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  1. #1
    Join Date
    Apr. 27, 2008
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    2,518

    Default Need advice for a horse afraid of the hose

    This horse is fairly new to me. He's 6 years old. He's not spooky. This is the first fear I've encountered.

    I put him in the cross tie and turned the hose on, not anticipating any trouble at all. He nearly came out of the cross ties!

    Since then, I've spent about 5 minutes twice a day for a week trying to desensitize him to it. I've tried it with the hose turned off. I have tried it with the spray nozzle removed (so it doesn't hiss). I've tried very low water pressure. I have given him treats for tolerating it.

    No progress yet. I still haven't been able to hose even one hoof!

    What's your advice?
    I have a Fjord! Life With Oden



  2. #2
    Join Date
    Feb. 25, 2011
    Location
    So California
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    2,991

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    I would hold him on a lead (not in cross ties), bring the hose with slow-running water close to him (aimed at the ground moving toward a front foot), and as soon as he pulls back or spooks, make him back up (away from the hose) about ten steps. Lead him forward and repeat this until he shows improvement. That may mean he will stand and allow the water/hose a few feet closer, or it may mean he will let you hose his front legs. Be patient, calm, and firm. Keep the sessions short -- five minutes max. If you do it every day he will soon be bored with the whole thing.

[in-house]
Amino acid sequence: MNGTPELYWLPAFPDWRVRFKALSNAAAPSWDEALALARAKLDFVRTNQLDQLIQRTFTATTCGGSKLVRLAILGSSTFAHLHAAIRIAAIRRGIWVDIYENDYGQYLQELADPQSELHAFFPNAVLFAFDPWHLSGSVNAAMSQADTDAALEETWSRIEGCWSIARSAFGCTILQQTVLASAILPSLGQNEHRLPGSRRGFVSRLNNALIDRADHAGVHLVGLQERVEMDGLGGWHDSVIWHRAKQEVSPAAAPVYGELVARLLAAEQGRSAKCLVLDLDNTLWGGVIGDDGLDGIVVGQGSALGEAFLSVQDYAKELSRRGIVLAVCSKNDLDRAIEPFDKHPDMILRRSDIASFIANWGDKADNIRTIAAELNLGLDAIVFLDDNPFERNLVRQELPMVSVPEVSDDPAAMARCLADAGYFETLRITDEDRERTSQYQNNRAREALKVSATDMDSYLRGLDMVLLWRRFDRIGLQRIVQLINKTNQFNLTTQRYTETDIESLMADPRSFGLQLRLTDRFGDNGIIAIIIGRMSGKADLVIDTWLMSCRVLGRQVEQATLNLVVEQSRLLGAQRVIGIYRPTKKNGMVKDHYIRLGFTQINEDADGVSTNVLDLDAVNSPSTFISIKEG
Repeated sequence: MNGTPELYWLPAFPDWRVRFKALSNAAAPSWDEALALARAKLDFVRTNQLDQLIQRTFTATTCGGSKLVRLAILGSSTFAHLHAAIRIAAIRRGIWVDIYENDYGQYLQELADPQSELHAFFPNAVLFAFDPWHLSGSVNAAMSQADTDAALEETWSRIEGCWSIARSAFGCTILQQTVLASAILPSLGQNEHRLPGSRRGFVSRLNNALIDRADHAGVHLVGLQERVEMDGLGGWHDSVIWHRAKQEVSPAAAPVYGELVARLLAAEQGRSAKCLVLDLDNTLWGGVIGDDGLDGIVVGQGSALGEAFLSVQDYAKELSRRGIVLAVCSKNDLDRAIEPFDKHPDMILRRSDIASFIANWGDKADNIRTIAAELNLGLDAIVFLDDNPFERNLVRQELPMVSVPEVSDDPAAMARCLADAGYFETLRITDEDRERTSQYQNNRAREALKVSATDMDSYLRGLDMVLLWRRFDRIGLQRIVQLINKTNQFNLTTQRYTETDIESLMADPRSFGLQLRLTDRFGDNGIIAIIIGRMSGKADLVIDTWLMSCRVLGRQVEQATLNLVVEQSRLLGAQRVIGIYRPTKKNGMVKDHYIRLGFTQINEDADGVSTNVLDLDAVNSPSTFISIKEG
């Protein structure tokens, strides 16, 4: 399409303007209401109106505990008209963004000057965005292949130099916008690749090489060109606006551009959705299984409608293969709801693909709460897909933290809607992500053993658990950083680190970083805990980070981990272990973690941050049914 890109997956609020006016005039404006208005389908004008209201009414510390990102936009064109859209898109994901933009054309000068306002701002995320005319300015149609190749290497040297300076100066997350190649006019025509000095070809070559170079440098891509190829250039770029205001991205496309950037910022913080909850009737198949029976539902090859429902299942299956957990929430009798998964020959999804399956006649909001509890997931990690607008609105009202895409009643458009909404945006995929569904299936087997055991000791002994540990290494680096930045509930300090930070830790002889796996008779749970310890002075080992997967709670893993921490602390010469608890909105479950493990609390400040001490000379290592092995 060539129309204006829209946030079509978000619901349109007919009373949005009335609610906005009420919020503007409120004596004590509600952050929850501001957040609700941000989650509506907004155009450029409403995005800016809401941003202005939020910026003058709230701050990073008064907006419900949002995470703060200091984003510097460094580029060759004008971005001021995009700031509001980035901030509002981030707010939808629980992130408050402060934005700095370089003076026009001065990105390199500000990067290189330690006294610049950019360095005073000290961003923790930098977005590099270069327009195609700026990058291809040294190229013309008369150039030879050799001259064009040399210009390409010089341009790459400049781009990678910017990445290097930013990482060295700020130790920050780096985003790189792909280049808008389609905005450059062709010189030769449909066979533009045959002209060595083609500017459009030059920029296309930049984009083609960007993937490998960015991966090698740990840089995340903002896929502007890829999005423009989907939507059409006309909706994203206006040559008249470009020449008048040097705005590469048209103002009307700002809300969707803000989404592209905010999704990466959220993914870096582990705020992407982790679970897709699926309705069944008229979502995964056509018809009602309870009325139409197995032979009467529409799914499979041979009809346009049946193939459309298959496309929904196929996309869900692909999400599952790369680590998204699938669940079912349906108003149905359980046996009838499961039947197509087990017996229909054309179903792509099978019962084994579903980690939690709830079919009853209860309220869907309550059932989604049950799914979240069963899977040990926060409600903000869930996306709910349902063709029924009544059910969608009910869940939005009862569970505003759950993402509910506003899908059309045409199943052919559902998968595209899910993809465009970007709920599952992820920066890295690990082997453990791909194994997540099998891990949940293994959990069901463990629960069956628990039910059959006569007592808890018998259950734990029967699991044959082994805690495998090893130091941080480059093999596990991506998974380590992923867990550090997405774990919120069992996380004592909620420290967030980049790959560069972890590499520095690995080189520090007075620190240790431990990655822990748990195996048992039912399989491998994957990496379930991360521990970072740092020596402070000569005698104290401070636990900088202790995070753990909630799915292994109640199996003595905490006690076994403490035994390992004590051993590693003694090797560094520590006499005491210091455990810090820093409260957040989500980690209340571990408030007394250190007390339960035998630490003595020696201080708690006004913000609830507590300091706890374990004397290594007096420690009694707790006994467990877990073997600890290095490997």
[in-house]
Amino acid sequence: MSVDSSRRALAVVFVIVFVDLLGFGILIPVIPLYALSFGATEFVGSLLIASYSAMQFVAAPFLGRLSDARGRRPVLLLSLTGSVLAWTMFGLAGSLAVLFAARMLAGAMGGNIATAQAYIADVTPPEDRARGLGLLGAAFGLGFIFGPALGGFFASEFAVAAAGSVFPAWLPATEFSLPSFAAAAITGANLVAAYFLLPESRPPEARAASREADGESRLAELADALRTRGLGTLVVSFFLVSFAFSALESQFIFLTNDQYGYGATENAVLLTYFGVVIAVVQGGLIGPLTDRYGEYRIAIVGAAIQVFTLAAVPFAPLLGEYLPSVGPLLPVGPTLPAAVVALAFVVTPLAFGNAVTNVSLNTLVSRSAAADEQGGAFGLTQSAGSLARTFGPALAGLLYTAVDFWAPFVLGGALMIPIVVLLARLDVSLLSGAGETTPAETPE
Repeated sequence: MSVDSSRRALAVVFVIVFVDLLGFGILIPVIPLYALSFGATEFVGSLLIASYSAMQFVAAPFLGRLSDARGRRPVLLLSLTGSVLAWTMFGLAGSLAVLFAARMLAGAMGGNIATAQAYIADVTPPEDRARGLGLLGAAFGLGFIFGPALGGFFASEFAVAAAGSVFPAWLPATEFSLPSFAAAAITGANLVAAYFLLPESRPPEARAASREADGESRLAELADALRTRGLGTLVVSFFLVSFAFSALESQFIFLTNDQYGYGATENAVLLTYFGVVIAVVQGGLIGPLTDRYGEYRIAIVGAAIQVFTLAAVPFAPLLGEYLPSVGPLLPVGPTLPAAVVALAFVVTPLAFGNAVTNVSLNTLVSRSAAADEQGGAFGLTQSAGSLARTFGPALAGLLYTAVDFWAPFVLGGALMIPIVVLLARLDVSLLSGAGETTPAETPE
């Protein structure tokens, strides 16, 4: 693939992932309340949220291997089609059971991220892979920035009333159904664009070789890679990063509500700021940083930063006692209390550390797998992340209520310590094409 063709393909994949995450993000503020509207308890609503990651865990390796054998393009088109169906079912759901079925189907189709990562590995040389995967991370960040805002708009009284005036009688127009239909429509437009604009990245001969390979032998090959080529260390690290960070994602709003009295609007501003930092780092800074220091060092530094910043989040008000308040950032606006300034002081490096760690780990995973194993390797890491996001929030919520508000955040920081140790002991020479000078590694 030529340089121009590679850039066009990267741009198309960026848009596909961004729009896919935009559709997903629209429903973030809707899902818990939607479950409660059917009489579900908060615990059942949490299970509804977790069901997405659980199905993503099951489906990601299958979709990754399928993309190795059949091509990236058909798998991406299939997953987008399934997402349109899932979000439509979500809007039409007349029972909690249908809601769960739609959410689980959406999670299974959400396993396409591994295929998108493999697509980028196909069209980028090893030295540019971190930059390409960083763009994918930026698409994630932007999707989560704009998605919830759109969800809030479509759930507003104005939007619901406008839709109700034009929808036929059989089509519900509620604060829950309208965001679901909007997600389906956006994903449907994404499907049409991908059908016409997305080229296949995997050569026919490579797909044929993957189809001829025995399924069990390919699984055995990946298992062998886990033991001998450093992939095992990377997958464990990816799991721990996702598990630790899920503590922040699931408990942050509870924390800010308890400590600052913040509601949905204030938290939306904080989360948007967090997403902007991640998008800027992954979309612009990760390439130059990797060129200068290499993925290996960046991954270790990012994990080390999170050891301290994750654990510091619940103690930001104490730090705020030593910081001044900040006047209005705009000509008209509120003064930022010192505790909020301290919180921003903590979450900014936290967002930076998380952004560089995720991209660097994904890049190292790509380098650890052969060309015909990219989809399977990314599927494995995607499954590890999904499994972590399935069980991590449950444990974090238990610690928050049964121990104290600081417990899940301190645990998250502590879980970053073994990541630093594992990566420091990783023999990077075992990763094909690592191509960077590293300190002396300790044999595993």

There have been studies lately and there was a thread on CoTH about observational learning, that horses can benefit from watching another horse performing or learning an act. So if possible, bathe another horse in close proximity so your horse can observe. I would think it would be especially beneficial to bathe a horse that loves it.